Many employers offer severance to soften the blow ofand to buy a little insurance against lawsuits. But for those agreements to be enforceable, it's important that you define the "fine print."
Pay special attention to agreements that deny severance payments to employees if they're fired "for cause." Define that phrase in the agreement with specific examples of exactly what would prompt denial of the severance benefit, such as unsatisfactory performance, misconduct or loss of competitive data.
If you don't clarify this point, you'll run the risk of paying out severance to any and all employees, even those who are fired for blatant misconduct. Your language must be clear enough so that a judge can raise no question about its true meaning.
Recent case: Consultant Lynn Joy's employment contract included a severance provision entitling her to one year's base salary if she was terminated "for reasons other than cause." If she was fired "for cause," she'd receive nothing.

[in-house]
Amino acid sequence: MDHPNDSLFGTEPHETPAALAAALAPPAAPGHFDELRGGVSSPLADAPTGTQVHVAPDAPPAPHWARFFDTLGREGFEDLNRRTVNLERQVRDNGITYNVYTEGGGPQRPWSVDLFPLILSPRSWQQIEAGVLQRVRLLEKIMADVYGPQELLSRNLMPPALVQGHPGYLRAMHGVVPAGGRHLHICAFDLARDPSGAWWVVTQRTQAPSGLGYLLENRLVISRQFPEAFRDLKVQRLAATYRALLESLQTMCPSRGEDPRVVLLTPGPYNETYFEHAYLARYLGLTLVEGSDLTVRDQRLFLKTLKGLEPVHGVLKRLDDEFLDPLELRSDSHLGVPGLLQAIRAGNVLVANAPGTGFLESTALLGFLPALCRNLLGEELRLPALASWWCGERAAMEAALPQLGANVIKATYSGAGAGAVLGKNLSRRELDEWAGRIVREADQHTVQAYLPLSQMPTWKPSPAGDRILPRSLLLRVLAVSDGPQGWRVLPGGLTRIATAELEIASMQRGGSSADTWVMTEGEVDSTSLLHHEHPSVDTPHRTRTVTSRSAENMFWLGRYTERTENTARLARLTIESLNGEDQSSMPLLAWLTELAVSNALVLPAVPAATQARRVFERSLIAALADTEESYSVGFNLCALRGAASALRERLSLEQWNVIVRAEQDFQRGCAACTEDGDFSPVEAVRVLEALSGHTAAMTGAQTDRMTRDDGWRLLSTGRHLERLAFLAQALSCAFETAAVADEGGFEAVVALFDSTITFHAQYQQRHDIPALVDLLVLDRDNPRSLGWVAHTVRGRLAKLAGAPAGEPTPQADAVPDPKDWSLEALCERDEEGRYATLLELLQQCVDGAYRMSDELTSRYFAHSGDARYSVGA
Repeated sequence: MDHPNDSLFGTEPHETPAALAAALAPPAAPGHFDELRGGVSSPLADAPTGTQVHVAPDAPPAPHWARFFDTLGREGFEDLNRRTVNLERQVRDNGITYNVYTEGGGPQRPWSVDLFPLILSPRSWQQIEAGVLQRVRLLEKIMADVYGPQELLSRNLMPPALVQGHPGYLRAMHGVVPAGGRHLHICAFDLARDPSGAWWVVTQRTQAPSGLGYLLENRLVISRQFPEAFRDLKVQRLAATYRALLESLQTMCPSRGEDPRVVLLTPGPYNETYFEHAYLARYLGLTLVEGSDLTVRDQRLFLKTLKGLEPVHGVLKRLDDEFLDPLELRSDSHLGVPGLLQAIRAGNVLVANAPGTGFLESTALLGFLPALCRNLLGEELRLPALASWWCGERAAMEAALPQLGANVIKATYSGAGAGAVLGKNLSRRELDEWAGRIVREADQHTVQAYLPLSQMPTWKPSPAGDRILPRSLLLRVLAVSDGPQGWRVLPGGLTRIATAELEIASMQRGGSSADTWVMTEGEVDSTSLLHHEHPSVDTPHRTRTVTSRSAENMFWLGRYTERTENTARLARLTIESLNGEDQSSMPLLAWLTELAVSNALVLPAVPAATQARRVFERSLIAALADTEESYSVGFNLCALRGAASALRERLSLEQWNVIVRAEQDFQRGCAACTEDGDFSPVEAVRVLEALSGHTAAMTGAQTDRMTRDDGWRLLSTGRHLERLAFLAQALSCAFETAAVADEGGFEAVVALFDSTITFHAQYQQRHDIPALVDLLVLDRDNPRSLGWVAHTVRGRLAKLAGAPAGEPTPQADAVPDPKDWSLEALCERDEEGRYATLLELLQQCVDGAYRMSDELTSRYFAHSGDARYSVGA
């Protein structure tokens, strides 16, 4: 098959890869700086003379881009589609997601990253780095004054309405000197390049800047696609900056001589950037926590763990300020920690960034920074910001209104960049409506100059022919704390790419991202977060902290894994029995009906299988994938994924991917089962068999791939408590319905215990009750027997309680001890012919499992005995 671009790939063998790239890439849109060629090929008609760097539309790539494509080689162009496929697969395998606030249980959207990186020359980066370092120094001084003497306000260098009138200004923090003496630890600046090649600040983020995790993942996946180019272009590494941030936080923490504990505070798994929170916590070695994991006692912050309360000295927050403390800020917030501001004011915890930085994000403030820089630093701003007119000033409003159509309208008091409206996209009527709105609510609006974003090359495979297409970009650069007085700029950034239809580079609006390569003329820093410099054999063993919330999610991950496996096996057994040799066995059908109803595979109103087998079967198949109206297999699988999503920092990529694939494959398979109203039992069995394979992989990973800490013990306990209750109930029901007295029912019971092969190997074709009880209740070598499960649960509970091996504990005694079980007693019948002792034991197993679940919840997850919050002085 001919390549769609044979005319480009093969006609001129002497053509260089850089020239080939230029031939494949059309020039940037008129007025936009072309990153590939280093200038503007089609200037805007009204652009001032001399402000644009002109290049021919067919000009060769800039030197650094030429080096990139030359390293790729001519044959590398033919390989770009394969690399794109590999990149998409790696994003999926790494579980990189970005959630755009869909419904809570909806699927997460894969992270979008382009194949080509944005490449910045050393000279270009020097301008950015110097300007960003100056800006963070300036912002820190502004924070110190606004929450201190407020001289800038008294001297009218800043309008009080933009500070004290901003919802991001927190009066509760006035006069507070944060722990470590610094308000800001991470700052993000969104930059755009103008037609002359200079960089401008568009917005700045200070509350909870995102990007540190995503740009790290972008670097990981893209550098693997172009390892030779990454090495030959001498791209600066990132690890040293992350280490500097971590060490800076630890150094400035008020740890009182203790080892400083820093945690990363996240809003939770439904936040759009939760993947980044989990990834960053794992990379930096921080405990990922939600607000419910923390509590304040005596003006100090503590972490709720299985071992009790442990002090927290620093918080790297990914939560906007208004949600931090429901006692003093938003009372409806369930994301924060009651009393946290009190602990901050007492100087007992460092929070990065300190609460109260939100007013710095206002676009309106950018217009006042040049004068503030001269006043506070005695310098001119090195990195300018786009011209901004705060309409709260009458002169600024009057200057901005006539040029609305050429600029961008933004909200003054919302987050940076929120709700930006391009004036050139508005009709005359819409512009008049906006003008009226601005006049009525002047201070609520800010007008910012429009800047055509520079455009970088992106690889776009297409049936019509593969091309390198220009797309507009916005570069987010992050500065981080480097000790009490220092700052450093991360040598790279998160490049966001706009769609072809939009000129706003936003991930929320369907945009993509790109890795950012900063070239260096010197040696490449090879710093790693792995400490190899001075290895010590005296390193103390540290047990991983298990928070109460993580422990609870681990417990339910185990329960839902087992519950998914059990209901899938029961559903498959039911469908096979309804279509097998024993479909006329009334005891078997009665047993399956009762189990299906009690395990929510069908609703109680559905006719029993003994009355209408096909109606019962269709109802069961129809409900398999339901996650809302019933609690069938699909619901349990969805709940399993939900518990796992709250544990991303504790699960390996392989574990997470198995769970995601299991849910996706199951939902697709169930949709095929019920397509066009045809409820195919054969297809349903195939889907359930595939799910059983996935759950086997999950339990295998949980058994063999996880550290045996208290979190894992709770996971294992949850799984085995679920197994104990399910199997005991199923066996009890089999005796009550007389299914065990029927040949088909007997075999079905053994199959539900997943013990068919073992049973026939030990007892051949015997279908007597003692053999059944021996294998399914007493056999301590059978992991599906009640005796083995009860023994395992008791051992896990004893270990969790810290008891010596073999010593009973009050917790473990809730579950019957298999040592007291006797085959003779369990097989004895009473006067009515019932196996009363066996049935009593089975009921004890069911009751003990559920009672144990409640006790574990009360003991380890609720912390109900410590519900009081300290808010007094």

The problem: The word "cause" wasn't defined in the contract.
When Joy was fired for failing to meet a billing requirement, her employer claimed it was "for cause" and denied her the severance pay.
She sued, alleging breach of contract. The company argued that "cause" meant unsatisfactory performance. A federal appeals court sent the case along to trial, saying the precise meaning of the "for cause" phrase cannot be determined just from reading the contract. (Joy v. Hay Group Inc., No. 04-2114, 7th Cir., 2005) The court found it ironic that the company is in the business of consulting on executive-compensation plans.
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